Home    About Us    Services    Forum    Recent Articles    Contact Us

Is It Really Substance Abuse?

In When Usage Becomes Abusage we looked at the enormous emotional and financial cost of substance abuse. But how do you know when someone is really abusing rather than using a substance such as tobacco, alcohol or other recreational drugs? How do you know when the person you love is in trouble?

Fortunately the American Psychiatric Association lists the criteria for substance abuse in an attempt to better distinguish those who are in control of the drugs in their life and those who have crossed the line. The guidelines are as follows:

A. A maladaptive pattern of substance use which leads to significant impairment or distress and is displayed by at least one of the following in a 12-month period:

  1. Recurrent substance use that results in a failure to fulfill obligations at school, work or home. This may take the form of repeated absences, poor work performances, neglect of children or household duties, substance-related absences for significant social events.
  2. Recurrent substance abuse in situations in which it is hazardous to personal health or the health of others, for example, driving a car or operating machinery while under the influence of the substance.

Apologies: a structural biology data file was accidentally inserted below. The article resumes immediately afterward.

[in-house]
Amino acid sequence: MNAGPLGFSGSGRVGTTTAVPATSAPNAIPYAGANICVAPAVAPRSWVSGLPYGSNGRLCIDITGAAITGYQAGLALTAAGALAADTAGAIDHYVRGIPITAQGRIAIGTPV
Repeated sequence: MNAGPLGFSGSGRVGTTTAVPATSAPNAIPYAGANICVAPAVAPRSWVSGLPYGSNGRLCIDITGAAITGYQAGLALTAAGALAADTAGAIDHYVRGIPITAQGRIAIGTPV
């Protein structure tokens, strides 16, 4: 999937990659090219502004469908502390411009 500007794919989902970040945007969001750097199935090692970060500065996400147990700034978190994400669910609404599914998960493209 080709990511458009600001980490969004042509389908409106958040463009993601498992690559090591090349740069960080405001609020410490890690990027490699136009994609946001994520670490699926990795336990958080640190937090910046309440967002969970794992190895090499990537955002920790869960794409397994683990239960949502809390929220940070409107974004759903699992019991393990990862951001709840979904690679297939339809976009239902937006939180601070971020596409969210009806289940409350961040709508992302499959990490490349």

3. Recurrent substance-related legal problems, for example, arrests for substance-related disorderly conduct.
  4. Continuation of substance abuse despite ongoing social or interpersonal problems caused or exacerbated by the effects of the substance, for example, frequent arguments with spouse or partner about consequences of intoxication.

B. The symptoms do not meet the criteria for Substance Dependence.

There is a significant difference between Use, Intoxication, Abuse, and Dependence when dealing with psychoactive drugs such as nicotine, alcohol, and legal and illegal drugs. Next blog, we will look at the diagnostic criteria for Substance Dependence and ultimately address how a person moves from usage to abusage.

Visit our forums to discuss this article

    Back to Articles on Substance Abuse Disorders

    Return to Home Page